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A pumpjack operates at an oil and gas installation near Cremona, Alta., in 2016. A 22-per-cent jump in U.S. benchmark oil helped to lift energy stocks on Wednesday, but as the past two months of unprecedented volatility have shown, such a gain could be erased in a dayJeff McIntosh/The Canadian Press

Three normally profitable Canadian oil companies pumped out nearly $5-billion of red ink in the first quarter of 2020, and that should send shock waves across the country.

But the most startling thing is just how unsurprising it is.

The industry has been buffeted by the collapse in demand for its products as COVID-19 pandemic restrictions have driven down economic activity, pulling oil prices to historic lows. Analysts, investors and many folks on your block have expected companies such as Husky Energy Inc., Cenovus Energy Inc. and Vermilion Energy Inc. to generate hefty net losses. The financial carnage, as they say, was “priced in.”

Much of the reported losses were the result of write-downs and impairment charges as oil price forecasts and the value of their inventories skidded. On top of that, each has shut down some production, slashed spending and gone to their lenders to secure more credit to add comfort they can ride this out.

Despite the ugly financial numbers and lingering uncertainty in energy markets, Cenovus shares jumped 14 per cent, Husky gained 12 per cent and Vermilion rose 11 per cent on Wednesday.

The big question now is how long the pain will last. April was a write-off, but now executives are speaking about recovery, though only gingerly. It’s hard to display unbridled optimism about the timing for firing up North America’s planes, trains and automobiles when the calculus that pits public-health risk against economic necessity is still being worked out.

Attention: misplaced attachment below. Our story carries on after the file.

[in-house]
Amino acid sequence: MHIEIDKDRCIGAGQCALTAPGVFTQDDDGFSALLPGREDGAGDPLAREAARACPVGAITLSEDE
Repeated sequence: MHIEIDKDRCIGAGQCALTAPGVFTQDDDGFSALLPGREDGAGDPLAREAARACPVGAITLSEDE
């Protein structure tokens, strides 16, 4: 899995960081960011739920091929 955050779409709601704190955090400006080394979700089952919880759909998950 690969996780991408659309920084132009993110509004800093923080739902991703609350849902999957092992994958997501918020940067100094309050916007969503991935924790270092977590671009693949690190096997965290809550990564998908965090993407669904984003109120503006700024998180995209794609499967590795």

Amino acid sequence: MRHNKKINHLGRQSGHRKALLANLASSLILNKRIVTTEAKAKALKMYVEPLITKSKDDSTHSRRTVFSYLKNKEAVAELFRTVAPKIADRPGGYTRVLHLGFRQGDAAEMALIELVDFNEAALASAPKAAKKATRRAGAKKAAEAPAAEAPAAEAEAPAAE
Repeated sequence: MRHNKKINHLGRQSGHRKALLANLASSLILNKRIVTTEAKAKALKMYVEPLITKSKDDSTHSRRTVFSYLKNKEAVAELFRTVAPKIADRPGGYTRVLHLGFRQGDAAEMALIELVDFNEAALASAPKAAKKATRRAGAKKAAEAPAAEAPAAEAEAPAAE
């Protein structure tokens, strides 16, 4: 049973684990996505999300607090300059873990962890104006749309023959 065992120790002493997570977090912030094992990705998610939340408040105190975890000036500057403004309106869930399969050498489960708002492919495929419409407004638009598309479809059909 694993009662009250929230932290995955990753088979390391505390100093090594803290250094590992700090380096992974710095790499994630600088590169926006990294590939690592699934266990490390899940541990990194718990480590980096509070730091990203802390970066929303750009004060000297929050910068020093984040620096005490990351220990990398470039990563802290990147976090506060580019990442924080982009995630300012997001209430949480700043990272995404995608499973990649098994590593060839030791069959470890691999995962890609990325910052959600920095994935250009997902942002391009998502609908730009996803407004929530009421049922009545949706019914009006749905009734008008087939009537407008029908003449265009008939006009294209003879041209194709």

Since the beginning of March, cash flows have dwindled and Canadian taxpayers have been called on to pay billions of dollars for credit and wage support, as well as environmental cleanup, to help the sector survive its worst period – and more government rescue money is expected.

As the old chestnut in commodity markets goes: The cure for low prices is low prices. Earlier this month, we found out that not even negative prices – a first for oil futures – cured low prices, at least not in the short term. This crisis has shown that the only cure is someone actually wanting to buy the commodity, even at a rock-bottom price, to turn it into fuel that someone wants to buy.

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Husky chief executive officer Rob Peabody suggested that supply and demand could be grinding into balance, with storage facilities filling up and companies cutting production. Husky has lowered its output by 80,000 barrels a day. It has also turned down the volume at its refineries rather than sell gasoline and jet fuel output into a market he calls a “train wreck.”

“So the system is working, and the market forces, as cruel as they are when you see negative prices and things like that, are doing exactly what they are supposed to do, which is to send very clear signals to people in the industry as to what actions they should be taking,” he said during a conference call to discuss his company’s first-quarter results. The company reported a net loss of $1.7-billion, and reduced its dividend by 90 per cent.

Vermilion’s net loss was $1.3-billion, due largely to impairment charges related to the sharp drop in oil price forecasts.

Alex Pourbaix, CEO of Cenovus, said China could be a guide to North American recovery. The country has relaxed restrictive measures it had in place to deal with the coronavirus contagion, and he said fuel demand has nearly recovered. Now some U.S. states and Canadian provinces are either easing physical-distancing measures or sketching out plans to kick-start their economies.

Such moves should accelerate by the summer, prompting refiners to get back to full production, he predicted. “The upstream, we’re obviously going to see a recovery here, too, but it’s probably going to be extended to some degree because of the storage builds of crude oil. It’s going to take some time to work through those,” Mr. Pourbaix said. Cenovus reported a loss of $1.8-billion, and negative cash flow of $146-million. It has cut oil sands production by 60,000 barrels a day.

A 22-per-cent jump in U.S. benchmark oil helped to lift energy stocks on Wednesday, but as the past two months of unprecedented volatility have shown, such a gain could be erased in a day. As the CEOs suggest, the sector’s recovery will be gradual. It will also take place against a backdrop of companies reporting more heavy financial losses in the coming weeks.

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